Prevalence of pathogenetic MC4R mutations in Italian children with early Onset obesity, tall stature and familial history of obesity

Prevalence of pathogenetic MC4R mutations in Italian children with early Onset obesity, tall stature and familial history of obesity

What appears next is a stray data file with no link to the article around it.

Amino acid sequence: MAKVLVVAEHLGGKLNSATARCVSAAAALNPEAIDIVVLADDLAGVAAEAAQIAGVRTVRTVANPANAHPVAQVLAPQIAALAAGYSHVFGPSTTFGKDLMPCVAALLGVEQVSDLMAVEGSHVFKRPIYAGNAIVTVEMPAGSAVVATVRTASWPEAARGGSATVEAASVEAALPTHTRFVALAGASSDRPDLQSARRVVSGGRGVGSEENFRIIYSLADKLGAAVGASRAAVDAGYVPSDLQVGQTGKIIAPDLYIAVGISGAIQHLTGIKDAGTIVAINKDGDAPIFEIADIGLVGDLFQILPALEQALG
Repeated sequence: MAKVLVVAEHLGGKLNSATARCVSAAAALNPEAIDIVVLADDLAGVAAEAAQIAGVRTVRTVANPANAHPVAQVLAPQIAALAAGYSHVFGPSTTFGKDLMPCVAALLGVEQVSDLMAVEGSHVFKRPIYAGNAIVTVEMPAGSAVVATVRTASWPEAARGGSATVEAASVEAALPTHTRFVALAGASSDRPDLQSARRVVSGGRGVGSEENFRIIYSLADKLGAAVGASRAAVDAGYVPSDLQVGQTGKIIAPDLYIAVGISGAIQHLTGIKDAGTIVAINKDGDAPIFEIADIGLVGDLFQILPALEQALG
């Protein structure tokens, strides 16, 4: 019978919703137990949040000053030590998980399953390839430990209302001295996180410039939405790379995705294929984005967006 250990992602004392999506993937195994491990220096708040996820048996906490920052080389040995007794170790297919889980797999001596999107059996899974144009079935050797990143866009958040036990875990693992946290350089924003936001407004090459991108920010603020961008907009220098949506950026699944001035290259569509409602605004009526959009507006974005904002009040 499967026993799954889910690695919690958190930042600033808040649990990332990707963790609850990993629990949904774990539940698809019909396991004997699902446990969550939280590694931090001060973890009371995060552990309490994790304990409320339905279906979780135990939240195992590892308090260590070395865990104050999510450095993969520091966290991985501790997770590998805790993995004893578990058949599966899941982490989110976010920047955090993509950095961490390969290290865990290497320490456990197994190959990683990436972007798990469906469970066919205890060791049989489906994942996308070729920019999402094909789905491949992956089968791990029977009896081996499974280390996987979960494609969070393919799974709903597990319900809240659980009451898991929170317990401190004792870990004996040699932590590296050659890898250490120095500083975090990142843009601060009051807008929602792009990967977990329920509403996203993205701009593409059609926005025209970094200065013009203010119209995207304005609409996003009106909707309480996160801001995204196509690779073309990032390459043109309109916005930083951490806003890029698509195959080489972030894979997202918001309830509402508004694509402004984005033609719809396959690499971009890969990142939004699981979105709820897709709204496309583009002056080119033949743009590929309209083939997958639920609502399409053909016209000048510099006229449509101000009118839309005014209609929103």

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  BioMed   Central Page 1 of 9 (page number not for citation purposes) BMC Medical Genetics Open Access Research article Prevalence of pathogenetic MC4R mutations in Italian children with early Onset obesity, tall stature and familial history of obesity NicolaSantoro 1 , GraziaCirillo 1 , ZhiminXiang  2 , RitaTanas 3 , NellaGreggio 4 , GiuseppeMorino 5 , LorenzoIughetti 6 , AlessandraVottero 7 ,  AlessandroSalvatoni 8 , MarioDi Pietro 9 , AntonioBalsamo 10 ,  AntoninoCrinò 11 , AnnaGrandone 1 , CarrieHaskell-Luevano 2 , LauraPerrone 1  and EmanueleMiragliadel Giudice* 1  Address: 1 Dipartimento di Pediatria "F. Fede", Seconda Università degli Studi di Napoli, Napoli, Italy, 2 Department of Medicinal Chemistry, University of Florida, Gainesville, FL 32610, USA, 3  Azienda Ospedaliero-Universitaria Arcispedale S. Anna, Ferrara, Italy, 4 Dipartimento di Pediatria – Università di Padova, Padova, Italy, 5 Ospedale Pediatrico Bambin Gesù, Roma, Servizio di dietologia clinica, Roma, Italy, 6 Università di Modena e Reggio Emilia, Dipartimento di Pediatria, Modena, Italy, 7 Università di Parma, Clinica Pediatrica, Dipartimento dell'età evolutiva, Parma, Italy, 8 Università dell'Insubria, Clinica Pediatrica, Dipartimento di Scienze Cliniche e Biologiche, Italy, 9 Ospedale S. Liberatore di Atri, UO di Pediatria, Teramo, Italy, 10 Policlinico S. Orsola-Malpighi, Dipartimento di Scienze pediatriche, Bologna, Italy and 11 Ospedale Pediatrico Bambin Gesù, Roma, Paediatric and Autoimmune Endocrine Diseases Unit, Roma, Italy Email: NicolaSantoro-nicolasantoro@hotmail.com; GraziaCirillo-grazia.cirillo@unina2.it; ZhiminXiang-nmanuele.miraglia@unina2.it; RitaTanas-manuele.miraglia@unina2.it; NellaGreggio-manuele.miraglia@unina2.it; GiuseppeMorino-manuele.miraglia@unina2.it; LorenzoIughetti-nicolasantoro@hotmail.com; AlessandraVottero-nicolasantoro@hotmail.com;  AlessandroSalvatoni-nicolasantoro@hotmail.com; MarioDi Pietro-nicolasantoro@hotmail.com;  AntonioBalsamo-nicolasantoro@hotmail.com; AntoninoCrinò-nicolasantoro@hotmail.com; AnnaGrandone-annagrandone@inwind.it; CarrieHaskell-Luevano-nicolasantoro@hotmail.com; LauraPerrone-laura.perrone@unina2.it; EmanueleMiragliadel Giudice*-emanuele.miraglia@unina2.it * Corresponding author Abstract Background: Melanocortin-4-receptor (MC4R) mutations represent the most frequent geneticcause of non-syndromic early onset obesity. Children carrying MC4R mutations seem to show aparticular phenotype characterized by early onset, severe obesity and high stature. To verifywhether  MC4R mutations are associated with this particular phenotype in the Italian pediatricpopulation, we decided to screen the MC4R gene in a group of obese children selected on the basisof their phenotype. Methods: To perform this study, a multicentric approach was designed. Particularly, to be enrolledin the study subjects needed to meet the following criteria: Body mass index ≥  3 deviation scoresaccording to age and sex, familiar history of obesity (at least one parent obese), obesity onsetbefore the 10 years old, height ≥  2 deviation scores. The coding region of MC4R gene was screenedin 240 obese children (mean age 8.3 ± 3.1, mean BMI 30.8 ± 5.4) and in 200 controls (mean age 8.1± 2.8; mean BMI 14.2 ± 2.5). Results: Three mutations have been found in five obese children. The S127L (C380T), found inthree unrelated children, had been described and functionally characterized previously. The Q307X Published: 12 March 2009 BMC Medical Genetics  2009, 10 :25doi:10.1186/1471-2350-10-25Received: 9 October 2008Accepted: 12 March 2009This article is available from: http://www.biomedcentral.com/1471-2350/10/25© 2009 Santoro et al; licensee BioMed Central Ltd. This is an Open Access article distributed under the terms of the Creative Commons Attribution License (http://creativecommons.org/licenses/by/2.0), which permits unrestricted use, distribution, and reproduction in any medium, provided the srcinal work is properly cited.  BMC Medical Genetics   2009, 10 :25http://www.biomedcentral.com/1471-2350/10/25Page 2 of 9 (page number not for citation purposes) (C919T) and the Y332H (T994C) mutations were found in two patients. Functional studies showedthat only Q307X impaired protein function. Conclusion: The low prevalence of  MC4R mutations (1.6%) in this group of obese childrenselected according to the obesity degree, the tall stature and the family history of obesity wassimilar to the prevalence observed in previous screenings performed in obese adults and in notphenotypically selected obese children. Background Prevalence of obesity has dramatically increased in chil-dren and adolescents in the past 25 years [1] and studiesconcerning molecular basis of obesity have been encour-aged.Melanocortinergic system represents the most interesting known system involved in the central regulation of body  weight. Blockade of the melanocortin signalling pathway leads to hyperphagia, reduced energy expenditure and,ultimately, obesity [2]. Proopiomelanocortin (POMC)represents a key step in the anorexigenic signaling cascadeof leptin [3]. In the hypothalamus, the POMC derivedpeptides α -MSH and β -MSH bind the melanocortin-4-receptor (MC4R), a seven transmembrane receptor [4,5] causing a reduction of appetite and an increase of energy expenditure. Regulation of energy homoeostasis throughthis pathway is highly susceptible to quantitative varia-tions in  MC4-R expression or function. These variationsmay be consequence of a reduced ligand binding or of areduced receptor expression. Molecular screeningsallowed to identify mutations on POMC and  MC4R asso-ciated with early onset obesity [6-8].  MC4R mutations represent the most frequent cause of non syndromic early onset obesity, with prevalence rang-ing from 0.5% to 5% [9,10]. Several mutations on  MC4R have been found and functionally characterized inhumans. Clinical characteristics of subjects carrying muta-tions on  MC4R have been carefully described [10]. Their particular features are early onset, severe, obesity, acceler-ated height velocity (height is usually more than 2 DS),advanced bone age and hyperinsulinemia.Surprisingly, recent studies on large cohorts of obeseadults and children described mutations in the obesepatients, but also in the normal weight individuals [11-13], and failed to establish that the early onset of obesity [12] as well as the tall stature [13] of the obese children are specific clinical characteristics of functionally relevant heterozygous  MC4R mutation carriers.In a previous study we observed a prevalence of  MC4R mutations among Italian obese children and adolescent of 0.5%, lower than that previously showed by other authors in obese children from different geographic areas[9]. The low prevalence that we found was attributed tothe selection criteria and to the method used for molecu-lar screening [14]. To understand whether the previousdata were biased by not strict selection criteria in patientsrecruitment, we have screened MC4R in a group of Italianobese children selected, with a multicentric approach, onthe basis of their phenotype (i.e.; familiar history of obes-ity, BMI ≥  3 deviation scores, obesity onset before the 10 years old, height ≥  2 deviation scores). Methods Recruitment criteria  The Childhood Obesity Study Group of the Italian Society of Pediatric Endocrinology and Diabetes (SIEDP) wasinvolved in the study and the following nine childhoodobesity services from nine different cities participated: Fer-rara, Varese, Bologna, Modena, Parma and Padova(Northern Italy), Roma and Atri, (Central Italy) andNapoli (Southern Italy).Recruitment started on January 2005 and stopped on Jan-uary 2006. To be enrolled in the study children needed tomeet the following criteria: a BMI ≥  3 SD (severe obesity)according to age and sex, familiar history of obesity (at least one parent should be obese or ex obese), obesity onset before the 10 years old, height ≥  2 deviation scores. All patients data and blood samples were sent to theDepartment of Pediatrics of the Second University of Naples. The ethical committee of the Second University of Study of Naples approved the study. Informed consent  was obtained by parents. Clinical data Body weight was measured by a balance beam scale, thesubject being undressed, height was measured by aHarpenden Stadiometer and BMI was calculated. Stand-ard deviations scores for BMI was calculated by using theLMS method [15]. The LMS method fits growth standardsto all forms of anthropometry by making the simpleassumption of a skew normal distribution. Standard devi-ation of height (SD-height) and pubertal stage were eval-uated according to Tanner [16]. Waist circumference wasmeasured with an anelasticated tape, the subject being instanding position; the tape is applied horizontally mid- way between the lowest rib margin and the iliac crest. Toassess the age of obesity onset during early childhood, the  BMC Medical Genetics   2009, 10 :25http://www.biomedcentral.com/1471-2350/10/25Page 3 of 9 (page number not for citation purposes) records of the patients were reviewed. In these records theanthropometric measurements made in the pediatrician'ssurgeries within the ambit of children health balancesmade annually are reported [17]. The control group  A control group composed by 200 age and sex matchedlean children was recruited as previously shown [18].Briefly, lean children who were age and sex matched andbelonged to the region of Napoli were recruited as con-trols (mean age, 10.7 ± 2.2 yr; mean BMI z-score, 0.5 ±0.4). They consulted the Department of Pediatrics of theSecond University of Naples for presumed diseases and were found to be normal. Informed consent from parents was obtained before entry in the study. Genotyping   Melanocortin- 4-receptor (  MC4R  ) Genomic DNA was collected from nucleated white bloodcells. Amplification of the  MC4R coding region was performedusing five primer pairs and the condition previously described [9]. PCR products were analysed by an auto-matic sequencer (ABI PRISM 310, Perkin Elmer, USA). Functional Study   Materials Peptides used in this study, α  -MSH, 4-norleucine-7- D -phenylalanine (NDP)-MSH, ACTH(1–24),  β  -MSH, γ  2 -MSH, were purchased from commercial sources (Bachem, Terrance, CA, USA). The melanocortin tetrapeptideJRH887–9 (Ac-His- D -Phe-Arg-Trp-NH 2 ) was synthesizedas previously reported [19]. hMC4R in vitro receptor mutagenesis  The human wild-type (WT) N-terminal Flag-taggedhMC4R cDNA mutagenesis was performed as describedpreviously [19]. Amino acid modifications of the hMC4R  were introduced using a complementary set of primerscontaining the nucleotide mutation(s) resulting in thedesired residue change. The construction of hMC4R con-taining the desired mutant has been described previously [19]. Complete Flag-hMC4R sequences were confirmedfree of PCR nucleotide base errors by DNA sequencing (University of Florida sequencing core facilities). cAMP-based functional bioassay  Human embryonic kidney-293 cells stably expressing WT and mutant receptors were transfected with cAMPresponse element (CRE)/  β  -galactosidase reporter gene aspreviously described [19]. Briefly, forty-eight hours post-transfection, the cells were stimulated with the peptide for  α  -MSH, NDP-MSH, and ACTH(1–24) and the peptide for  γ  2 -MSH,  β  -MSH, and JRH887–9 or forskolin control inassay medium for 6 h. Subsequently, substrate buffer [60mM sodium phosphate, 1 mM MgCl 2 , 10 mM KCl, 5 mM  β  -mercaptoethanol, 2 mg/mL of o -nitrophenyl-  β  -D-galactopyranoside (ONPG)] was added to the cell lysateplates, and were incubated at 37°C. The sample absorb-ance was measured and data points were normalized bothto the relative protein content and non-receptor-depend-ent forskolin values. Assays were performed using dupli-cate data points and repeated in at least four independent experiments. Means and standard errors (SE) are reported. Receptor-binding studies Human embryonic kidney-293 cells stably expressing the WT and mutant receptors were maintained as describedabove. The peptide NDP-MSH was used to competitively displace the 125 I-radiolabeled peptides NDP-MSH. Dose-response curves (10 -6 to 10 -12 M) and IC 50  values were gen-erated and analyzed by non-linear least-squares analysis[19]. The percentage total specific binding was deter-mined based upon the non-specific values obtained using 10 -6 M NDP-MSH for the radiolabeled peptide. Eachexperiment was performed using duplicate data pointsand repeated in at least two independent experiments. FACS analysis of wild-type and mutant Flag-tagged hMC4 receptors Fluorescence-activated cell sorting (FACS) analysis of N-terminally Flag-tagged WT and mutant hMC4R was per-formed as described previously [19]. For cell surface andintracellular detection of the Flag-hMC4Rs an allophyco-cyanin (APC)-conjugated anti-Flag monoclonal antibody (Prozyme, San Leandro, CA, USA) was used. To detect thetotal (surface and intracellular) receptor expression cells were subsequently permeabilized with saponin buffer andstained with the APC-conjugated anti-Flag monoclonalantibody. Unlabeled cells were used to set the backgroundfluorescence staining for these analyses. BD Biosciences(San Jose, CA, USA) FACS Calibur flow cytometers wereused to collect both stained cell percentages (surface andtotal) and mean fluorescence data were measured from aminimum of 10 000 collected events per sample. Experi-ments were repeated three independent times and themean is reported. Results  We enrolled 240 obese children and adolescents (135girls) with a mean age 8.3 ± 3.1 years, a mean age at onset of obesity of 2.8 ± 2.0 years, the mean SD-height was 2.3± 0.2, mean BMI 30.8 ± 5.4 and z-score BMI 4.2 ± 0.9.Molecular screening of the  MC4R showed the substitutionof a serine with a leucine at the codon 127 (S127L) conse-quent to the substitution of a cytosine in position 380 with a thymidine, a substitution of the glutamine with astop codon at the codon 307 (Q307X) caused by the sub-stitution of a cytosine with a thymidine in position 919(C919T) and the substitution of a tyrosine with a histidineat the codon 332 (Y332H) caused by the substitution of a  BMC Medical Genetics   2009, 10 :25http://www.biomedcentral.com/1471-2350/10/25Page 4 of 9 (page number not for citation purposes) thymidine with a cytosine in position 994 (T994C). TheS127L mutation was found in three non-consanguineousindividuals from three different centers (Modena, Bolo-gna, Napoli), the two mutations, Y332H and Q307X werefound in a child from Napoli and in a child from Ferrara,respectively (table 1). Four out of five families were inves-tigated and mutations co-segregated with obesity in 9 out of 10 individuals harboring a variant (figures 1 and 2). None lean subject showed the above described mutations.Four obese subjects (3 from Napoli and one fromModena) and three lean controls (males) showed a com-mon, polymorphism (I103V) previously described as neg-atively associated with obesity [10]. When the ability of the Q307X and Y332H mutatedMC4Rs to generate cAMP in response to increasing con-centrations of α -MSH was tested, the Q307X  MC4R didnot evocate any response, while the response evocated by the agonist binding the Y332H  MC4R (6.29 ± 1.93) wassimilar to that evocated by binding the wild type receptor (6.85 ± 3.23) (figure 3) To evaluate if some ligand may pharmacologically rescuethe agonist response of the mutated Q307X MC4R, theendogenous melanocortin agonists ACTH 1–24 , β -MSH, γ 2-MSH, and the synthetic agonist JRH887–9 were tested.None was able to rescue the functional activity of themutated protein (figure 3). Family trees of the probands carrying the S127L variant Figure 1Family trees of the probands carrying the S127L variant . This variant was found in three unrelated subjects from three different obesity Services. A show the family tree of subject 1 (see Table 1). The figure shows that all the carriers but the sub- ject I 2 (grandmother) were obese. B and C show the family trees of patients 2 and 3, respectively (see Table 1). The half black square indicates males heterozygotes for the mutation, the half black circle indicates the females heterozygotes for the muta-tion. 12 Age:8Z-score BMI: 3.1Age:10Z-score BMI: 3.2Age:45BMI: 34Age:43BMI: 28 1234 Age:52BMI: 32Age:50BMI: 23Age:83BMI: 25 IIIIII A 212Age: 2Z-score BMI: 0.9Age: 47BMI: 36Age: 43BMI: 291Age:10Z-score BMI: 3.6 III B 1Age: 8Z-score BMI: 412Age: 45 BMI: 38Age: 47BMI: 26 C  BMC Medical Genetics   2009, 10 :25http://www.biomedcentral.com/1471-2350/10/25Page 5 of 9 (page number not for citation purposes) Binding data obtained using the radiolabelled NDP-MSHshowed that, in the case of the Q307X mutation, theendogenous agonist was unable to stimulate the receptor (figure 4). As intracellular retention of mutated MC4Rs is a commonobesity-causing defect, to allow for the rapid evaluation of cell surface expression of Q307X relative to total expres-sion of the receptor in individual transiently transfectedcells, a method based on immunostaining and fluores-cence detection by flow cytometry has been used. As com-pared to the wild type expression, total Q307X expression was 88%, surface expression was 31% and, therefore,intracellular retention was about 57% (figure 5). A. The essential family tree (father, mother and daughter) of the proband carrying the Q307X mutation is shown Figure 2A. The essential family tree (father, mother and daughter) of the proband carrying the Q307X mutation is shown . B and C show the BMI chart for the subject II 1 (proband) and for the subject I 1 (the father), respectively. Both carry the mutation, but, while subject II 1 shows an early onset of obesity, the subject I 1 became obese after he was 20 years old. The half black square indicates males heterozygotes for the mutation, the half black circle indicates the females heterozygotes for the mutation. Boys: 2 to 20 yearsGirls: 2 to 20 yearsBC Age:37BMI:33Age: 4Z-score BMI: 5.1Age: 39BMI:41 III 121 A Table 1: Clinical features of obese children with MC4R mutations Mutation (sex)S127L (M)S127L (F)S127L (F)Q307X (F)Y332H (F)Age (years) 81010311 Age at obesity onset (years) 24713 z-score BMI 3.23.64.05.14.0 Height-sds 2.02.12.42.02.2